LONDON – Britain’s Department of Energy and Climate Change has issued a statement on the gas leak from the Elgin field in the central North Sea.
Total believes the leaking hydrocarbons are entering the well from a rock formation above the producing reservoir of the Elgin field. This makes the volume of gas ingress difficult to estimate.
The company assumes that afailure of the well system caused gas to enter another part of the well not normally designed to handle gas. It estimates entry at a point 4,000 m (13,123 ft) below the seabed, and this is allowing gas to travel contained within the well system to the platform.
However, thereis no evidence that gas is being released below sea level.
To tackle the release, Total is considering two options:
- Drill a relief well – the company is mobilizing two drill rigs to drill a well to intersect the main well and then shut off the flow of gas
- Block the well by pumping in heavy mud to suppress the flow of gas.
DECC has convened a government regulators’ group meeting to ensure the government’s response “is coherent and joined up.” The group will now meet on a regular basis to consider Total’s actions and the government’s response to the incident.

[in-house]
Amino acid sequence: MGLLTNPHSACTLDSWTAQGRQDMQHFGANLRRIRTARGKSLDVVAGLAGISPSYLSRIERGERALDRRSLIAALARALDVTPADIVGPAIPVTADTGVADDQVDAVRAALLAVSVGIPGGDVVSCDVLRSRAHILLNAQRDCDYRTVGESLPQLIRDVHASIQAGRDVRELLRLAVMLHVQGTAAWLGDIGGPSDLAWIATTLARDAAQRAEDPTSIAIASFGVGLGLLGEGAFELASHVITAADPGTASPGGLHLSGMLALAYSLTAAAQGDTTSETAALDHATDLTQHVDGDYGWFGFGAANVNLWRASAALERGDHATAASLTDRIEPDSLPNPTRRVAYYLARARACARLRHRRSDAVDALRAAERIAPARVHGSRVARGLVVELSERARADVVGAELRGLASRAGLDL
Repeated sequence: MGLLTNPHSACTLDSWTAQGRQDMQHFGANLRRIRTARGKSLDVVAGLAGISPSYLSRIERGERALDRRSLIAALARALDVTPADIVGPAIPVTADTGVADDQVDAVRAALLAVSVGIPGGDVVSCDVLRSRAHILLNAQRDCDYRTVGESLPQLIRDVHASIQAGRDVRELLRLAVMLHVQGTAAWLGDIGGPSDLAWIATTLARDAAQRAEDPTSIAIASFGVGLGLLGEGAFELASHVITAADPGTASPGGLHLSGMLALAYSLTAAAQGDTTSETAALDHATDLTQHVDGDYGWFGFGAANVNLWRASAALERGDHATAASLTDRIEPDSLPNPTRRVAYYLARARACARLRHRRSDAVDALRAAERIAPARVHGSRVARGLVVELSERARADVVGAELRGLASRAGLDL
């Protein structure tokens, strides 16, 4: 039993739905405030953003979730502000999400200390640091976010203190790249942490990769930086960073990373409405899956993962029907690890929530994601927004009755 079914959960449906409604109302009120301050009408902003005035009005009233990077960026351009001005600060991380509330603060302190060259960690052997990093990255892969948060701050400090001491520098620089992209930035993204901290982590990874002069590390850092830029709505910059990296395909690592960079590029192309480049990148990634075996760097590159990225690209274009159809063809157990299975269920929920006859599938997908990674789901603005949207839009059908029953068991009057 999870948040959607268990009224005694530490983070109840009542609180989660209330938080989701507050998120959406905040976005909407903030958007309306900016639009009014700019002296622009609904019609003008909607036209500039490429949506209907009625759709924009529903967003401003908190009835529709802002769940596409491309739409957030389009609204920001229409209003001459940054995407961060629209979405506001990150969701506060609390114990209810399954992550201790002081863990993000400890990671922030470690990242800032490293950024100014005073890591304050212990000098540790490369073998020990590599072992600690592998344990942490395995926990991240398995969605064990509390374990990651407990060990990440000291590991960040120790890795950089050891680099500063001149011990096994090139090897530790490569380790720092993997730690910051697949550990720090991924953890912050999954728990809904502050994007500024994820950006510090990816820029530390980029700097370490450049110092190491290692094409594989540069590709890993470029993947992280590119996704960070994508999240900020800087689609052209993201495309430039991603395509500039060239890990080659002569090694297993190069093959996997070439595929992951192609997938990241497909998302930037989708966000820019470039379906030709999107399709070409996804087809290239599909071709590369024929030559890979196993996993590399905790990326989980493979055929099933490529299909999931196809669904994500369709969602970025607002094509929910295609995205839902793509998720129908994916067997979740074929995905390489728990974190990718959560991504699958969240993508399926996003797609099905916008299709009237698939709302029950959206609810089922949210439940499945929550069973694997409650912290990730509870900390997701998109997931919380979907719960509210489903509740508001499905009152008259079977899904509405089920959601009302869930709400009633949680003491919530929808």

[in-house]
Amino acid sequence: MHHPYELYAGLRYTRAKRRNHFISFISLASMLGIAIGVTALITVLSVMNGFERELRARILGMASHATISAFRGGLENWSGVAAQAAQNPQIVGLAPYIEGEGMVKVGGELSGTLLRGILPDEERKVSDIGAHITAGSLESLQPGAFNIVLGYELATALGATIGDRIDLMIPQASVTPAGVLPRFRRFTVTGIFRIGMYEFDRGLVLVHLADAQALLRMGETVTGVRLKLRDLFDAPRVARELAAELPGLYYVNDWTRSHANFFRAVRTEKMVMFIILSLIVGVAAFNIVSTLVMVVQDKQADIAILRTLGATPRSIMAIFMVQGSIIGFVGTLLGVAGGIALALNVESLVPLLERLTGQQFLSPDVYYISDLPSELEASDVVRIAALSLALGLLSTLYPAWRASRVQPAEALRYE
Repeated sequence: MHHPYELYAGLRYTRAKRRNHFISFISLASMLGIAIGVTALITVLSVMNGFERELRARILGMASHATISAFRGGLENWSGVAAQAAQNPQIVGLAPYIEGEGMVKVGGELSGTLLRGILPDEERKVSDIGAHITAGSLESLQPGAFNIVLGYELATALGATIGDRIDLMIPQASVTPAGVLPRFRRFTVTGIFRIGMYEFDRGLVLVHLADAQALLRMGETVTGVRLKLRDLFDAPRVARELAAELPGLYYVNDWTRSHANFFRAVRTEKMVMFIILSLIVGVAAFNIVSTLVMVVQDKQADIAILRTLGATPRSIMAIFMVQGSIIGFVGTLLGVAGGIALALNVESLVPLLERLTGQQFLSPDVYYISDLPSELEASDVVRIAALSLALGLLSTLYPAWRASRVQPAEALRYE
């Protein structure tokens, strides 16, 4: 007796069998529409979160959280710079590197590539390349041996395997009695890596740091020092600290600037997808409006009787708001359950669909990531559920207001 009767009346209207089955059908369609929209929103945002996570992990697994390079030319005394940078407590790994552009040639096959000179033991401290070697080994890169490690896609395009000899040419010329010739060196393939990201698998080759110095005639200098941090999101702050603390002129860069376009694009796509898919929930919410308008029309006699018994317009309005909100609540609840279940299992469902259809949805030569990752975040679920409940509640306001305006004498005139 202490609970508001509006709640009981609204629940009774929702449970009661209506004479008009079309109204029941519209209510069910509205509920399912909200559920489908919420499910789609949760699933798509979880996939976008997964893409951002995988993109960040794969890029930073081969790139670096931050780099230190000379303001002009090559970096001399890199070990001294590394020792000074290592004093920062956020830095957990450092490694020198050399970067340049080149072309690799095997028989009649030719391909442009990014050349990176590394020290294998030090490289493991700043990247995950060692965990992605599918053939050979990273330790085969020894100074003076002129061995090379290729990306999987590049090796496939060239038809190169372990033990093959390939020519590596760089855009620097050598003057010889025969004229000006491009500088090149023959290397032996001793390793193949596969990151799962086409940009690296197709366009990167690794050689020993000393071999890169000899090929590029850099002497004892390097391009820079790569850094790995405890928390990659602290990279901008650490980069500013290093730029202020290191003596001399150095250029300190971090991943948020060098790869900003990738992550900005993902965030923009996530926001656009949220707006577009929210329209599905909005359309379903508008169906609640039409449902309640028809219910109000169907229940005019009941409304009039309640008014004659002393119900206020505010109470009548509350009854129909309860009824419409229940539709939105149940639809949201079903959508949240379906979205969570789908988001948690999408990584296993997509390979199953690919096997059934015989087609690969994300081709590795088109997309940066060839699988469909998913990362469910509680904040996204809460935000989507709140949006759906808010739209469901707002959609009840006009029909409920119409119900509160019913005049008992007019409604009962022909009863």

To date, DECC says the response from Total and government agencies has been very effective.
Total has confirmed to the government’s inspectors that the platform’s flare remains lit, although latest aerial surveillance suggests the flame may be reducing in size. The flare is located in a position where the prevailing wind blows the gas release away from it – for the time being, weather conditions remain favorable.
However, the company is considering options for extinguishing the flare if it does not go out by its own accord. These include using a helicopter to drop water or other material to extinguish the flame; use of fire fighting vessels, if their fire monitors are capable of reaching the height of the flare; or extinguishing the flare by purging with nitrogen, depending on safe access to the platform.
Aerial surveillance continues three times a day, with two platform supply and four anchor handling tug and supply vessels on hand, and a Hercules airplane is on standby if dispersants are needed.
Other intervention vessels due to arrive on site shortly are Allseas’ Highland Fortress ROV support vesselBig Orange; the Kommander Stuart MSV and the Island Intervention MSV.
The latest indication is that thesheen on the nearby sea surface has spread to an area of 22 x 4.5 km (13.7 x 2.8 mi) and the maximum volume of gas condensate in the water is 3.8 metric tons (4.2 tons). DECC’s view is that there is no substantial risk to the environment.
Total has also drafted in international well control experts using worldwide support contracts who are working with Total’s teams on site in Aberdeen.